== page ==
“Look at how I look. I get really fun character actor parts, but you don’t put Dwight Frye or Warren Oates as the lead to your big budget film,” he said. “I hate to use the word ‘bankability’ like I’m a f—’ agent, but it just depends. I always want to serve the project. So if I’m the lead in something, but it’s going to ruin it, I don’t want to be s— in something good. If I’m going to work better as a side character, I’d way rather do that and be great in a couple of scenes than, ’Well, he was the lead, but he should have just been in that for 10 minutes.’”

“I aspire to be a Ned Beatty, Billy Green Bush, that whole ’70s era of great character actors,” said Oswalt. “I would love to have that kind of career. If I could have Martin Balsam’s career, I’d be happy as a clam.”

The film also marks Oswalt’s first producer credit on a feature, a decision born in part from a strategy he acknowledges has multiple motives.

“If I can start increasing my profile as a producer, not only does it mean that I can produce my own things, but if there’s some project that I see someone struggling with, than I want to do whatever I can to help,” Oswalt said. “It’s like me headlining theaters. Now I get to bring new comics that I really, really like to come out and open for me and expose them to a wider audience.

“So it’s partially a form of cinema buff greed where I want more stuff that I like to get made,” Oswalt added. “That’s always been my philosophy. The reason I got into show business was I started off liking movies. I didn’t start off liking money and fame. I liked the movies, so I want those to happen. Everything else is just incidental.”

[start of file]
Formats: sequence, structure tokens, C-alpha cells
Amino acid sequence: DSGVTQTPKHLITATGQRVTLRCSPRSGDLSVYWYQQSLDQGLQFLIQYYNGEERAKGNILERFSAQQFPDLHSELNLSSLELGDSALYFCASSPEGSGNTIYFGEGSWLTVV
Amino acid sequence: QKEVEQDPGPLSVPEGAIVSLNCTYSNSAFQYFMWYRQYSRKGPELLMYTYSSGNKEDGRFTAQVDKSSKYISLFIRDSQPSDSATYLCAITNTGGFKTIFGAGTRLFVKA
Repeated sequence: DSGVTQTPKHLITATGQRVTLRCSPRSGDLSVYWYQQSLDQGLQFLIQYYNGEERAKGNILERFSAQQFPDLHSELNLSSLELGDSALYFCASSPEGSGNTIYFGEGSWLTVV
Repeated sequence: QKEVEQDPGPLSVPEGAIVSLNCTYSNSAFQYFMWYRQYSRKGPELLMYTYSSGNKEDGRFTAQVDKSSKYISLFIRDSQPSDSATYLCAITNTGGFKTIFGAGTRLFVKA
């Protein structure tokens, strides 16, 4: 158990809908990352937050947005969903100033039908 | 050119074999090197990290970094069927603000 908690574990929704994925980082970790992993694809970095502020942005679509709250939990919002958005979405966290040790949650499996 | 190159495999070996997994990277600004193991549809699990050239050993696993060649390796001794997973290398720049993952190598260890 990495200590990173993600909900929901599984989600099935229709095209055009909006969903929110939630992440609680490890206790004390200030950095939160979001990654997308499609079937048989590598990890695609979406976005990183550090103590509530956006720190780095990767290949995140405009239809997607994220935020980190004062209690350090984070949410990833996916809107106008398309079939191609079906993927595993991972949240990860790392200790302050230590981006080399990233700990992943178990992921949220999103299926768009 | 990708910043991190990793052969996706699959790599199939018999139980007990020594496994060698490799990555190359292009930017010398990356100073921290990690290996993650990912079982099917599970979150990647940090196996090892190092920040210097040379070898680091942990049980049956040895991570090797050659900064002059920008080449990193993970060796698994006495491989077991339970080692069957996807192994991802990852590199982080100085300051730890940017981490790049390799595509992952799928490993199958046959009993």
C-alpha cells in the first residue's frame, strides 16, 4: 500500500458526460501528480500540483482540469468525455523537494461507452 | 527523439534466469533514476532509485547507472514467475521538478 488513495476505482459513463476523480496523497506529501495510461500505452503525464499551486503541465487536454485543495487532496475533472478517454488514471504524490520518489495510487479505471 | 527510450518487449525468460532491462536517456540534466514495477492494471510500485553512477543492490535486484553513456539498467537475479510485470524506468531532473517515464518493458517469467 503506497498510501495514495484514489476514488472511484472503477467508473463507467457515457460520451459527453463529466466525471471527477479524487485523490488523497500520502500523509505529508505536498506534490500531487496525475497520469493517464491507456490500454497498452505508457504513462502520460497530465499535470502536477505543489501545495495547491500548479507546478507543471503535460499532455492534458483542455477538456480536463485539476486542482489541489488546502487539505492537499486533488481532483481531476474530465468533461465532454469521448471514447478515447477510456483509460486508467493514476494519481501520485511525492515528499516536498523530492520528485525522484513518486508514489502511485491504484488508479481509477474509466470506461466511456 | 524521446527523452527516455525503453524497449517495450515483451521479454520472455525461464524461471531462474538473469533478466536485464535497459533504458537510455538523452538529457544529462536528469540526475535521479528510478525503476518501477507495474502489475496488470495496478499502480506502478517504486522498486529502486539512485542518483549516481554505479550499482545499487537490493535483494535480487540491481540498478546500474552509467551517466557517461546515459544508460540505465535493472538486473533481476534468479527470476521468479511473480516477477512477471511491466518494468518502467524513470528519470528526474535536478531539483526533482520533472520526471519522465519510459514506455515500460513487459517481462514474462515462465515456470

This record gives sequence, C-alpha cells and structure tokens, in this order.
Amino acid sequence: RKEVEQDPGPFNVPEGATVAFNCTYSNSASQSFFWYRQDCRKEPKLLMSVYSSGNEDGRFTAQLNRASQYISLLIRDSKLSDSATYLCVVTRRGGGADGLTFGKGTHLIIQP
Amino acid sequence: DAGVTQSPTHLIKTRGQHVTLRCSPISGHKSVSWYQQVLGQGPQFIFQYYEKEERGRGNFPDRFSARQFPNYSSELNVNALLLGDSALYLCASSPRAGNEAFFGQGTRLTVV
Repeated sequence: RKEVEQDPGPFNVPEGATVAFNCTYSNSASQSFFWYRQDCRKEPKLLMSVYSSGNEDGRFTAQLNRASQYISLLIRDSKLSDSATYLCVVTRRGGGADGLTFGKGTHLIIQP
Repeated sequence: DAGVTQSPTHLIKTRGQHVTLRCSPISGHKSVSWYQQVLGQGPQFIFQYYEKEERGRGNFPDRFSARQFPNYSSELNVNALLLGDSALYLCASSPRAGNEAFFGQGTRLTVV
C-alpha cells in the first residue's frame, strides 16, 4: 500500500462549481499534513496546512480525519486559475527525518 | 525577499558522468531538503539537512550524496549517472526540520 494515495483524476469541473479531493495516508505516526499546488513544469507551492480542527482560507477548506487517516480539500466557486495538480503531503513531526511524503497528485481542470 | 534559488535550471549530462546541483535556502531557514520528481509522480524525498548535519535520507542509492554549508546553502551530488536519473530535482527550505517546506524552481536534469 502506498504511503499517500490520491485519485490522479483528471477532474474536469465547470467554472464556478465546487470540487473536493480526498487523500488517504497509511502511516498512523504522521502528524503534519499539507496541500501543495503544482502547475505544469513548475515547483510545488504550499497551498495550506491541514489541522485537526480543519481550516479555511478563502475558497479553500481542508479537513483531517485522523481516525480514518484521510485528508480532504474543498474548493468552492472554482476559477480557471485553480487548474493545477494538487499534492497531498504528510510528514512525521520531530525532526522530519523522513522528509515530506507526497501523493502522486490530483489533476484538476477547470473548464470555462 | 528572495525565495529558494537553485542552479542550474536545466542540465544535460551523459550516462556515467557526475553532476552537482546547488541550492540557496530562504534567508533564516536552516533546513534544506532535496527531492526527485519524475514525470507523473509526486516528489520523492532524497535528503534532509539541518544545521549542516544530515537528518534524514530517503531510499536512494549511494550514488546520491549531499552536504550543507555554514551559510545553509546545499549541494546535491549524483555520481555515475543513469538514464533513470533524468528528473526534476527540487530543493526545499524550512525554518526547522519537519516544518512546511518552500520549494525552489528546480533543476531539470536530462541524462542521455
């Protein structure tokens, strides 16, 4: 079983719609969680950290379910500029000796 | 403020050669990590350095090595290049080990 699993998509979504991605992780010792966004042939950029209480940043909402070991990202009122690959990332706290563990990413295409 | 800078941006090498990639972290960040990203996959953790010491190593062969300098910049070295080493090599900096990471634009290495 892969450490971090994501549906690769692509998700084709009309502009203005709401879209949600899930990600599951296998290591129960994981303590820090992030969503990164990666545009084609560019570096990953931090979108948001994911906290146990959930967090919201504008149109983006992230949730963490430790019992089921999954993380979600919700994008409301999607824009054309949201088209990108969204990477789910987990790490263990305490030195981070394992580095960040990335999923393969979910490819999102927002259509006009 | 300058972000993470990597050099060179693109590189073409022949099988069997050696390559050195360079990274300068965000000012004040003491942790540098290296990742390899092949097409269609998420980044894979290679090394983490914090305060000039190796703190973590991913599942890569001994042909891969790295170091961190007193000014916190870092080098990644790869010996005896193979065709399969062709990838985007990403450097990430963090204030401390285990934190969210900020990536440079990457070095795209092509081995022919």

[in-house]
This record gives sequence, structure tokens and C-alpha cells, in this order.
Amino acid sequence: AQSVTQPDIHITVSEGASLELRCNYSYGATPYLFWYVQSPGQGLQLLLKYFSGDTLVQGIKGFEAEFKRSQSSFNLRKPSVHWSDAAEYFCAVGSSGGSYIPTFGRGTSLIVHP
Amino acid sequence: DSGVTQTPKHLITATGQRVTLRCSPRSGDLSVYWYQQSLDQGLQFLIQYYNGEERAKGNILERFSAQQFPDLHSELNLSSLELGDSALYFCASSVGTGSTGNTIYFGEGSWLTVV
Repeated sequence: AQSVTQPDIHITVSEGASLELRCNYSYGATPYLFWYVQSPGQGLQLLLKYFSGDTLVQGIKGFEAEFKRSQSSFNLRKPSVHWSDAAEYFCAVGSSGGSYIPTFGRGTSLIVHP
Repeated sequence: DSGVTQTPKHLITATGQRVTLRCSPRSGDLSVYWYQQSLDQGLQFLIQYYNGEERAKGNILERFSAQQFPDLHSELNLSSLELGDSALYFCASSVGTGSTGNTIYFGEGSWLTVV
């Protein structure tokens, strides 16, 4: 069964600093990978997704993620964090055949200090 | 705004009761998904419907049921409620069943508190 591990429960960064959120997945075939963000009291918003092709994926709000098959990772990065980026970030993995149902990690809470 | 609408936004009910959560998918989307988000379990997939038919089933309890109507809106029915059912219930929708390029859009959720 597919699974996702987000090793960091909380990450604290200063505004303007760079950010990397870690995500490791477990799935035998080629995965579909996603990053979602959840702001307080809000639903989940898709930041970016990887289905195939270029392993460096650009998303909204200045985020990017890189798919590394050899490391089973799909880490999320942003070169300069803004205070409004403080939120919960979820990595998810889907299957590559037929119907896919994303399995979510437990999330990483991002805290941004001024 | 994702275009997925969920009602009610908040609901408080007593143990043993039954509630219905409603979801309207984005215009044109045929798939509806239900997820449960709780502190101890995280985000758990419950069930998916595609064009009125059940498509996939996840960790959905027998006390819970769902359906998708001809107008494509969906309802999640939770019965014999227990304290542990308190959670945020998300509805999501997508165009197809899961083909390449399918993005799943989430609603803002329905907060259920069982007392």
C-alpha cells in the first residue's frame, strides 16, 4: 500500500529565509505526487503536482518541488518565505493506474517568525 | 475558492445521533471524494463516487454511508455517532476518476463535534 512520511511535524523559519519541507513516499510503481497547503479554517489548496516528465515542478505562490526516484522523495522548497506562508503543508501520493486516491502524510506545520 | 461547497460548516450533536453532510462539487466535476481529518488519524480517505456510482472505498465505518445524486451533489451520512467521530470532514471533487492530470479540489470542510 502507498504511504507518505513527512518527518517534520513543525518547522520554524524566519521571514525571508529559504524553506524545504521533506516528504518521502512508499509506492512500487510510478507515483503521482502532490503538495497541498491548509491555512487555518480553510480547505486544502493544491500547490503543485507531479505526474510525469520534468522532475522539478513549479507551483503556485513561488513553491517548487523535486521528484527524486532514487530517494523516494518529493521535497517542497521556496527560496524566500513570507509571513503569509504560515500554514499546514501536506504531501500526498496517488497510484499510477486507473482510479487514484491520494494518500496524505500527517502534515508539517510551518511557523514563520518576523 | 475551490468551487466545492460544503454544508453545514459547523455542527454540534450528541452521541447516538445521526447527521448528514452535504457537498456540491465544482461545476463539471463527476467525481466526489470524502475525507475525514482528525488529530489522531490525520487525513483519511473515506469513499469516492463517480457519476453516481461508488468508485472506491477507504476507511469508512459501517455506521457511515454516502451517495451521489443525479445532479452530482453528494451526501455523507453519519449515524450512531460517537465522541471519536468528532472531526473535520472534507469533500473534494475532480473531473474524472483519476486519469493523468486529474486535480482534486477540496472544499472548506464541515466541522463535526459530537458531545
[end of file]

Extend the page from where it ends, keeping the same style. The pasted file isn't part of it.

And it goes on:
The process of making “I Love My Dad” was an emotional one for Morosini, and he hopes to take audiences on a similar emotional roller-coaster journey.

“I think Franklin in the beginning of the movie sees things as very black and white, people are either good or bad, honest or dishonest,” he said. ”And by the end of the film, he realizes we’re all good and bad. We’re all honest and dishonest. And I think he sees himself in his dad by the end. And I think that’s what I learned as well through making the film, more deeply appreciating that if we were in those circumstances, we might do the same exact thing.

“We’re all dishonest in some way or another,” Morosini added, “and I wanted to make a movie where there weren’t any good guys or bad guys and force audiences to kind of reckon with that idea.”